Collins was shot dead at Béal na mBláth in west Cork during the Civil War 90 years ago on the evening of August 22nd, 1922. The fatal bullet had struck his head. Comrades brought his body to Dublin by sea on board the steamship Classic.

Collins’s body was taken to St Vincent’s Hospital to be embalmed by a team of pathologists before being removed to lie in state at Dublin City Hall.

Auctioneers Mealy’s said that a framed swab of lint and cotton wool used to clean Collins’s face was kept by a nurse, Nessie Rogan, who worked at St Vincent’s Hospital. It has been passed down though her family.

It is to be sold in an auction titled “Ireland’s Struggle – Irish and Republican Memorabilia” in Dublin on April 25th and has a pre-sale estimate of €450-€600.

The growing cult of Michael Collins is evidenced by the sheer volume of memorabilia coming on to the market just months ahead of the 90th anniversary of his death.

Among other items in the Adam’s auction is a photograph showing Collins standing on an ironwork balcony, said to be at No. 10 Downing Street, where he negotiated the Anglo-Irish Treaty in 1921, and a letter from a priest to Collins’s sister Celestine (a nun), describing him as “one of Ireland’s hidden saints” .
Back to top
View user's profile 
rynner2Offline
What a Cad!
Joined: 13 Dec 2008
Total posts: 24077
Location: Under the moon
Gender: Male
PostPosted: 11-04-2012 14:29    Post subject: Reply with quote

Quote:
The Presentation Order of nuns in Fethard, Co Tipperary...

Please tell me that Fethard rhymes with 'feathered'! Very Happy


Last edited by rynner2 on 11-04-2012 18:43; edited 1 time in total
Back to top
View user's profile 
ramonmercadoOffline
Psycho Punk
Joined: 19 Aug 2003
Total posts: 19654
Location: Dublin
Gender: Male
PostPosted: 11-04-2012 16:44    Post subject: Reply with quote

rynner2 wrote:
Quote:
The Presentation Order of nuns in Fethard, Co Tipperary...

Please tell me that Fethard rymes with 'feathered'! Very Happy


Sadly its fetard.
Back to top
View user's profile 
amyasleighOffline
Great Old One
Joined: 03 Nov 2009
Total posts: 423
Gender: Unknown
PostPosted: 11-04-2012 17:23    Post subject: Reply with quote

Maybe getting onto rather frivolous by-paths here; but as a Brit whose interest in things Irish has always turned out to be mostly "armchair" and not at first-hand; I find Irish place-names tricky, and very frequently not pronounced, as you'd imagine from reading them.

One instance: the town just on the County Monaghan side of the border, called Clones. For decades, having only seen it in print, I pronounced it in my head, as per "multiple Dolly-the-Sheeps". Was surprised to actually hear the pronunciation: "Cloa-ness", with approximately equal stress on each syllable. You live and learn.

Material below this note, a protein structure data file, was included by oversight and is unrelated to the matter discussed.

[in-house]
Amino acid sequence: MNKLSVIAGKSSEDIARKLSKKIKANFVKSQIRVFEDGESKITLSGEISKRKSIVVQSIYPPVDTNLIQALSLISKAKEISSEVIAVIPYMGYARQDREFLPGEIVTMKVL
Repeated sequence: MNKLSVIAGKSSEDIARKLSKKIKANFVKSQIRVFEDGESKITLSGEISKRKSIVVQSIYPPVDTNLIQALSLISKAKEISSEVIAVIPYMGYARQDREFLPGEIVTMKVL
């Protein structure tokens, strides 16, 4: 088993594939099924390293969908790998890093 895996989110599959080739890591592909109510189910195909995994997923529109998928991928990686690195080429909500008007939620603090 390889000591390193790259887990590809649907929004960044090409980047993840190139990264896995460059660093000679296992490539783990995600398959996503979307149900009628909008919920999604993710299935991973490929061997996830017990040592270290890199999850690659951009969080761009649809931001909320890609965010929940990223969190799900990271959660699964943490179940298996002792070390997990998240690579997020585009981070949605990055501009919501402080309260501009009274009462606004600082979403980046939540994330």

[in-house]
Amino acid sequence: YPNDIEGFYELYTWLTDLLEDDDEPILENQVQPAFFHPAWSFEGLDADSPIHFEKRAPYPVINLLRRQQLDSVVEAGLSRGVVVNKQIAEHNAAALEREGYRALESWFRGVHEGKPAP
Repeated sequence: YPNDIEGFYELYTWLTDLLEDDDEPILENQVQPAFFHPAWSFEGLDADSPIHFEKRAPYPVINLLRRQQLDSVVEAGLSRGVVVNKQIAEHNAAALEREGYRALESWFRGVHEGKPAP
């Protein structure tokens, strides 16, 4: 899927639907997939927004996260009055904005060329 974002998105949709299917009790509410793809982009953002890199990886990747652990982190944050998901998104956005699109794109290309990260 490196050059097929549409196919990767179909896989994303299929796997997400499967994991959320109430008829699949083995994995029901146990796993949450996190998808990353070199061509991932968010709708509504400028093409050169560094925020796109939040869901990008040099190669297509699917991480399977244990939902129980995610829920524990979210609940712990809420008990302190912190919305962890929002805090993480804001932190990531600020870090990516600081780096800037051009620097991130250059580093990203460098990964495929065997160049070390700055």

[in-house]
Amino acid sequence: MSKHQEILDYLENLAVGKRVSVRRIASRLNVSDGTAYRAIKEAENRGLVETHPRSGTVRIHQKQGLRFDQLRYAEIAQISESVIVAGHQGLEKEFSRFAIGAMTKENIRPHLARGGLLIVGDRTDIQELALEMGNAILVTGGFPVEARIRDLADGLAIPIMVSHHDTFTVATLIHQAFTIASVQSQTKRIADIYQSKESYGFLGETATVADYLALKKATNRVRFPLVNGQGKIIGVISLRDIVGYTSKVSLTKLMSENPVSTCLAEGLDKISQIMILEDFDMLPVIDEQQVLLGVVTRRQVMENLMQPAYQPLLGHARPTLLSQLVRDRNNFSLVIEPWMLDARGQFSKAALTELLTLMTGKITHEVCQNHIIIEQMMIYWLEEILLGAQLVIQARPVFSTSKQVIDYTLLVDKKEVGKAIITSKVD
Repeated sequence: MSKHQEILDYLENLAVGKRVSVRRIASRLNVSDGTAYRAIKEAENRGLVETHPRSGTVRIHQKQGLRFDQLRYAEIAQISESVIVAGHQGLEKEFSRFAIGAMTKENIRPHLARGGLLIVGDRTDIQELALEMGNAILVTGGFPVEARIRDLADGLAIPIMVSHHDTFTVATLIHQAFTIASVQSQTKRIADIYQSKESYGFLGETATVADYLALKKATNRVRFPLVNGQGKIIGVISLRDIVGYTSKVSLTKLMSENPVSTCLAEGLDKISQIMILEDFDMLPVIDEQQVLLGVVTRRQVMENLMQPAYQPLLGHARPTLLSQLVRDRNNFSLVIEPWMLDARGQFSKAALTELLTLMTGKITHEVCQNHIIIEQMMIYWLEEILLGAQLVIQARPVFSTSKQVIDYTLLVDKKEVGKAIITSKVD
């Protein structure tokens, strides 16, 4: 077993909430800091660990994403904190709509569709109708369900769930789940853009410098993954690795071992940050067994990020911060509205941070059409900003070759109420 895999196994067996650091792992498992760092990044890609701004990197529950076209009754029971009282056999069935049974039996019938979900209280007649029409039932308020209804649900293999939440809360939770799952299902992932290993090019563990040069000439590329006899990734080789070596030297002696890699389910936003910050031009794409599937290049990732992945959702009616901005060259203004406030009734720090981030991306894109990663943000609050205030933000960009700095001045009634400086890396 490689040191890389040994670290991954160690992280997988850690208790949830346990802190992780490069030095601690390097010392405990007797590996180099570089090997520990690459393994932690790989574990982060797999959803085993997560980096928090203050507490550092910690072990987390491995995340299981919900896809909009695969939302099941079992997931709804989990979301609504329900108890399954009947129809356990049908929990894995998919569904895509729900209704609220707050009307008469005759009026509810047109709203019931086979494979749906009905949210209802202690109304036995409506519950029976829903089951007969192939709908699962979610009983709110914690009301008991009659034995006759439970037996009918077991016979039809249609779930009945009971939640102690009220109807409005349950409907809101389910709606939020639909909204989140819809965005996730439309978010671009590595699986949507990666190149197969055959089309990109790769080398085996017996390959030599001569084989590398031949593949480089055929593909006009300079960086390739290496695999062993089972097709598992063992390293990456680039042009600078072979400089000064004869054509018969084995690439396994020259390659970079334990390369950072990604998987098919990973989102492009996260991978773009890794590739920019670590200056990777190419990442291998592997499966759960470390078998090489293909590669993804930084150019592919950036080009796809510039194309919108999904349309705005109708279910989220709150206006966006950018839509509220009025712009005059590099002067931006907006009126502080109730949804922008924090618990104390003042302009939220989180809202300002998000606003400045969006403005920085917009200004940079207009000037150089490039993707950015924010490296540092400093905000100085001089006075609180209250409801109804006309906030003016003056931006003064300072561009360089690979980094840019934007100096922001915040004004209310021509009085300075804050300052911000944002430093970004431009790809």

Back to top
View user's profile 
skinnyOffline
Roaring Fortean
Joined: 30 May 2010
Total posts: 420
Location: Adelaide
Age: 43
Gender: Male
PostPosted: 12-04-2012 01:13    Post subject: Reply with quote

I am very keenly researching all things Irish as a kind of mid-life crisis of identity related to my own Irish heritage (5th generation Australian). I have read histories and biographies, and personal family history is emerging from the mists of time by the month. I've found myself very much sympathetic to SF, and Adams in particular, but I'm not entirely convinced that he was head of the PIRA as most biographies seem to imply. I think it's entirely plausible that he has always been politically active without ever resorting to more than negotiating with the armed wings. Accusations of direct complicity with bombings and decisions to murder and torture are entirely out of character with what I've seen and heard from the man.

ramonmercado, you seem to have affiliations, but I'm a little in the dark as regards your connections to it all apart from your geographical proximity. Seems a bit oafish to blurt it out like this, but do you know if Gerry is / was once part of ranking RA leadership? It still won't diminish my admiration of his and his people's struggle if he were, but I'd like to hear what you and others think.

Sorry I haven't had time to get through all of the preceding 40 pages of the thread yet. If this has been addressed or is off-topic, perhaps someone could bing me a discreet PM about it with a link.

Cheers.
Back to top
View user's profile 
ramonmercadoOffline
Psycho Punk
Joined: 19 Aug 2003
Total posts: 19654
Location: Dublin
Gender: Male
PostPosted: 12-04-2012 13:52    Post subject: Reply with quote

Despite his denials Gerry Adams held important positions in the IRA from the beginning of the Troubles. During the most important stages of negotisations with the British Govt, Adams was not just on the Army Council, he was head of Northern Command. Gerry Kelly was Adjutant General (in charge of discipline). Martin McGuinness was Chair of the Army Council and was the lead negoiatern the discussiond with the British Government.

Adams and McGuinness did lead SF & the IRA down a certain road. Because of that some have suggested that McGuinness if not Adams as well were British agents. A conspiracy too far imho. SF & the IRA wre penetrated at high levels but not that high.

Were Adams & McGuinness ever Marxists? Maybe not, but they wouldn't be the first to drift from Marxism on the road to power.

Sorry? Did someone mention Jack Straw and Mandy?

Good books on the IRA and SF would include:

Armed Struggle: The History of the IRA by Richard English

A Secret History of the IRA by Ed Moloney

Voices from the Grave by Ed Moloney
Back to top
View user's profile 
Display posts from previous:   
Post new topic   Reply to topic    Fortean Times Message Board Forum Index -> Conspiracy - general All times are GMT
Goto page Previous  1, 2, 3 ... 40, 41, 42 ... 50, 51, 52  Next
Page 41 of 52

 
Jump to:  
You cannot post new topics in this forum
You cannot reply to topics in this forum
You cannot edit your posts in this forum
You cannot delete your posts in this forum
You cannot vote in polls in this forum


Powered by phpBB © 2001, 2005 phpBB Group